The trouble is this—how much high-speed rail could you really build on a 24 month month time frame? When you think about the permitting, environmental review, NIMBY lawsuits, etc. it’s plausible to imagine it taking 24 months to just finish all the lawsuits much less build anything. Spain decided to build its first high-speed rail line, from Madrid to Seville, in 1986 and it seems to have taken five years:
On 11 October 1986 the Spanish government decided to build a new railway between Madrid and Seville. On 25 February 1988, the international tender for the acquisition of 24 high-speed trains AVE followed; these trains were ordered by 23 December 1988. The first train, based on the third generation of TGVs, was delivered on 10 October 1991.
In December 1988 it was decided to build the new line in standard gauge. Construction was ordered on 16 March 1989, and it lasted for 33 months; actual construction activity lasted only 24 months. Commercial use of the line commenced on 21 April 1992. In the first weeks, over 23 thousand passengers used the new trains – an occupancy rate of 81%.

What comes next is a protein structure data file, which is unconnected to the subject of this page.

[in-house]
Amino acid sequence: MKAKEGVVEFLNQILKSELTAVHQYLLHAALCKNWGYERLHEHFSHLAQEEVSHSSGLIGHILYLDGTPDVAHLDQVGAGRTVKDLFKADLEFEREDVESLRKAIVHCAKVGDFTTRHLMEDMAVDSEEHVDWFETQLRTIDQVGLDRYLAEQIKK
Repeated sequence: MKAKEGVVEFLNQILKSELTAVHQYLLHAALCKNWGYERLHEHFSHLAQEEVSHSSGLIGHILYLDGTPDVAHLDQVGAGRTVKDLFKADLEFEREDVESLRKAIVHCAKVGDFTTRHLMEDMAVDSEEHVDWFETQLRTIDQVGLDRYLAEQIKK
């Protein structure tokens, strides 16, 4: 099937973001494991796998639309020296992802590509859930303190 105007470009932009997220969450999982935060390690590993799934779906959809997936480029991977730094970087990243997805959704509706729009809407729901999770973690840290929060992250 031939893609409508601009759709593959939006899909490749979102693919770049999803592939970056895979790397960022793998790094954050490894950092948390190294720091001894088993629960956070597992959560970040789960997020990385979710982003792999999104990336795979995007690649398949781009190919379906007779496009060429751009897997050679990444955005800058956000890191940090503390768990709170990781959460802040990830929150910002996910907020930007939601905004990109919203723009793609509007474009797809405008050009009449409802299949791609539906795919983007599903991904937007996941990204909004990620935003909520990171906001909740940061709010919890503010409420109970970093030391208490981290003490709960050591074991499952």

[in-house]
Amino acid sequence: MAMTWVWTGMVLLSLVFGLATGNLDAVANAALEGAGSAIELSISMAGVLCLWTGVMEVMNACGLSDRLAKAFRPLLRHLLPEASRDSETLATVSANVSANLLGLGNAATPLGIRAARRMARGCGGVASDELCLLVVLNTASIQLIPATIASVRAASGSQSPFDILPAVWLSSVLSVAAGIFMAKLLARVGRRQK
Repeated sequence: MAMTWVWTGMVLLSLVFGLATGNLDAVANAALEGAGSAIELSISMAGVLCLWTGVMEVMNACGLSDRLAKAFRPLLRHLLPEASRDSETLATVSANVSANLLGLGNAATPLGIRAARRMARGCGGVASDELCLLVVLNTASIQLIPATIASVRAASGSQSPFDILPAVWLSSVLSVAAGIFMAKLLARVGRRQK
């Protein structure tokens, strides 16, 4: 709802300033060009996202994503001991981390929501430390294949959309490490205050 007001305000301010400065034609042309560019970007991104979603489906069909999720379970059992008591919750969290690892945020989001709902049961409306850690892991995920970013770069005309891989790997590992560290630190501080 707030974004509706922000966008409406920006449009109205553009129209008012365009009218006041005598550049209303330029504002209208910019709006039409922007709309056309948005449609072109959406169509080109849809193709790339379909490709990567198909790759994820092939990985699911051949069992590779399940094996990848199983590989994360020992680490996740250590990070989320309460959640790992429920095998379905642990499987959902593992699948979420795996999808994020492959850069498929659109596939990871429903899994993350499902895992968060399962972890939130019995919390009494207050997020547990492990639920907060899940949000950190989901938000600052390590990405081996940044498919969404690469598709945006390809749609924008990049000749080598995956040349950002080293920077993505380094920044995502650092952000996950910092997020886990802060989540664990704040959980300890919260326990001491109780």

On 20 April 1992, services started between Madrid and Seville. Non-stop travel time between the two cities were 2:45 hrs; with stops at Ciudad Real, Puertollano and Córdoba it was 2:55 hrs. In 1992, tickets cost around 50-70 euros in second class, in first class over 100 euros.
Now presumably if the intention was specifically to do this as a hurry-up project you could do it somewhat faster. But then on the other hand, Madrid-Seville Line is shorter than the kind of projects Judis is talking about. And the Spanish didn’t try to create a train-building industry from scratch—they bought French trains.
Long story short, I don’t think it’s some kind of inexplicable scandal that comprehensive high-speed rail construction isn’t the centerpiece of the Obama stimulus agenda. But I do think it’s very distressing that I’m not seeing any effort to think this issue through at all. Sure as I am that it’s not feasible to undertake $100 billion in new HSR construction over the next two years, I’m also absolutely certain that it’s possible to undertake more than $0.00 in such new construction. And these really are infrastructure investments that are worth doing for reasons totally independent of the need for stimulus. If the economy were doing okay, I’d be saying we need to be finding a way to pay for this stuff. But the economy’s not doing okay so instead we need to find things that are worth spending money on. And high-speed rail definitely fits the bill. How much is feasible? I don’t know. But I do know that if I had all the resources of the federal government at my disposal I’d be looking into it.